The plot is over the top and not to be taken too seriously, but the book is great fun to read – the perfect way to escape from the pressures of modern day life for a while and retreat into a good old-fashioned adventure story complete with swordfights, sea battles, abductions, imprisonments and daring escapes! Heyer’s attention to period detail is as evident in this novel as in her others, and being set in an earlier century means she has adjusted the language and the dialogue accordingly. While I thought Dominica was quite thinly drawn and not as memorable as many of Heyer’s other heroines, Nick Beauvallet is a wonderful character. He reminded me very much of some of Rafael Sabatini’s irrepressible swashbuckling heroes, particularly Peter Blood – and of course, Captain Blood, another pirate novel, was published just a few years before Beauvallet. As a Sabatini fan, it was probably inevitable that I would enjoy this book!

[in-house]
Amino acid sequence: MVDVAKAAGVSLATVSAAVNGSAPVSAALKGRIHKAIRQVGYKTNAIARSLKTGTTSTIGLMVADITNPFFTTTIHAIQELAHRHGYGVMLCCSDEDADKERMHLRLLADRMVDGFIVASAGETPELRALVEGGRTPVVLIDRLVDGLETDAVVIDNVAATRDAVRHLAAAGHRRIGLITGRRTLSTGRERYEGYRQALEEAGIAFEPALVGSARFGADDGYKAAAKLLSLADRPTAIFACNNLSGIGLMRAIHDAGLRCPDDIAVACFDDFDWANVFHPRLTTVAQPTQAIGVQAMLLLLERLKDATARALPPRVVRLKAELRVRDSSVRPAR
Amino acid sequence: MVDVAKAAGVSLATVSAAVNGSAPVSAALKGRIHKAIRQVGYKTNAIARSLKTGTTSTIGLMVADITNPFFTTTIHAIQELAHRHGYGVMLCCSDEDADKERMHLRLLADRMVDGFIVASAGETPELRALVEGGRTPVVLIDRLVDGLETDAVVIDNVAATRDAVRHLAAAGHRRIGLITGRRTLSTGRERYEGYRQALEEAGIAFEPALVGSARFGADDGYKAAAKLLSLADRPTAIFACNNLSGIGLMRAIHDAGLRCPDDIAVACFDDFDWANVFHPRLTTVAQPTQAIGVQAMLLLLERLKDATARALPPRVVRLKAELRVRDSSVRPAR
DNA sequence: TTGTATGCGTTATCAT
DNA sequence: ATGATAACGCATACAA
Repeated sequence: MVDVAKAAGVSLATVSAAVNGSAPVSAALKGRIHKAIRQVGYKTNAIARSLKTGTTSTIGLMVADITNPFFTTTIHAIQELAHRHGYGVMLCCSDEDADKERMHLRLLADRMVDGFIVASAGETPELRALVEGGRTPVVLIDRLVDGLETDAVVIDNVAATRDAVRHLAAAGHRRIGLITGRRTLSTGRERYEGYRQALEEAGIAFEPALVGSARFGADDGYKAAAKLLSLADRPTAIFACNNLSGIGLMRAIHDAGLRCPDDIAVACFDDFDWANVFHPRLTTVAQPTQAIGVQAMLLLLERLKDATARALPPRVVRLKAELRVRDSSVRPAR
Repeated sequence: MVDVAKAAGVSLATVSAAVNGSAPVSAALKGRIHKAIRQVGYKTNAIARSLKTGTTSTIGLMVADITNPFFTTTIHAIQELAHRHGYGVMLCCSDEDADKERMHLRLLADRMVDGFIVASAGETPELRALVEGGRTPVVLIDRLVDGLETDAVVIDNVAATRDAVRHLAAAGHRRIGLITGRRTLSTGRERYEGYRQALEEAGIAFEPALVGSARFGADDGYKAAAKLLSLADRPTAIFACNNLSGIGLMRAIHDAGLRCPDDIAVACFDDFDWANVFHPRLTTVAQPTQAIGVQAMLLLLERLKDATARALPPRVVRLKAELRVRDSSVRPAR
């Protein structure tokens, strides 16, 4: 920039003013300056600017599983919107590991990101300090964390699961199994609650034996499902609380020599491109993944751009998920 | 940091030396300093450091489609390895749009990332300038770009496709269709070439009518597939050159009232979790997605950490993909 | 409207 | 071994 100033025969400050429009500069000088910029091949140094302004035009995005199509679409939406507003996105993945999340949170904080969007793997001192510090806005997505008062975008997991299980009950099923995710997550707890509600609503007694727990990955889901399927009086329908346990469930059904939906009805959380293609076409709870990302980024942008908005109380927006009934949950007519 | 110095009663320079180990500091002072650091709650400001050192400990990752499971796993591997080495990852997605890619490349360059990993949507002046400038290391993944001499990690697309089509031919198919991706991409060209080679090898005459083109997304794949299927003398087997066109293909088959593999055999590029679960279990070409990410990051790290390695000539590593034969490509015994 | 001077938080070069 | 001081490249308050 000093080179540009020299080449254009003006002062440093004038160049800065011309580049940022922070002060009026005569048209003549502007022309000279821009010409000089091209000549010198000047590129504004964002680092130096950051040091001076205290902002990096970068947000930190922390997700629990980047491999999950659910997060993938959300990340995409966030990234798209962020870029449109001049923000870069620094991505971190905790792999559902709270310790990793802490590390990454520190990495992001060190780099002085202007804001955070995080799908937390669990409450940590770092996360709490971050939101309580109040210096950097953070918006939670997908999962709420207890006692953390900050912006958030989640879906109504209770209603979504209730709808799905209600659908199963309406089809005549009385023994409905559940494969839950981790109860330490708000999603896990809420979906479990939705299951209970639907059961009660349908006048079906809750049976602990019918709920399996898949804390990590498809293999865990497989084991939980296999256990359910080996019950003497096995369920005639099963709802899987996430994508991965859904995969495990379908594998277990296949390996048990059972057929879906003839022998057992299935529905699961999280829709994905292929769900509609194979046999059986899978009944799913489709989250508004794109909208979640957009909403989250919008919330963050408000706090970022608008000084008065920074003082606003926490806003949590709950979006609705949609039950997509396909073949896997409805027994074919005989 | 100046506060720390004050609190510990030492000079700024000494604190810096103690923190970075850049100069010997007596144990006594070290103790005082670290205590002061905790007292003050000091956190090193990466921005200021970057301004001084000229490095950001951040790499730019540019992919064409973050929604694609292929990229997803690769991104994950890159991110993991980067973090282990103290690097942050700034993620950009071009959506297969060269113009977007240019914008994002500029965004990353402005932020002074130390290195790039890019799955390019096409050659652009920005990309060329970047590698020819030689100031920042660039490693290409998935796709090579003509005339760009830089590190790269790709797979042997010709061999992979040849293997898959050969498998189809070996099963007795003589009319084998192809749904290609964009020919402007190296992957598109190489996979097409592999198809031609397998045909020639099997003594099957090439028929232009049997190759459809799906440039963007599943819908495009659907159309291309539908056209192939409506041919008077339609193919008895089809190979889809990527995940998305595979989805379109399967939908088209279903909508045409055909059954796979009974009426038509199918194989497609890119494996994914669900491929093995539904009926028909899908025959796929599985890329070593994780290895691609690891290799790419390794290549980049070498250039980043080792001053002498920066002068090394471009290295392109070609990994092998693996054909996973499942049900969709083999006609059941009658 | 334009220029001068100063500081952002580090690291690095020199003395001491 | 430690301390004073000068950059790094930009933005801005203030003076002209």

As a romance, the book is quite predictable; right from their first encounter, where Dominica shouts “I hate you! I despise you, and I hate you!”, it’s easy to guess that her hatred will not last long, especially as Nick is not the sort of man to accept defeat, in love or in anything else. But sometimes predictability is not a bad thing, and there were plenty of other twists and turns along the way to make this an exciting and entertaining read. I would like to read the earlier Simon the Coldheart, about one of Beauvallet’s ancestors, but first I will be heading back to the Regency period as the next Heyer novel I have lined up to read is Sprig Muslin.

An Infamous Army by Georgette Heyer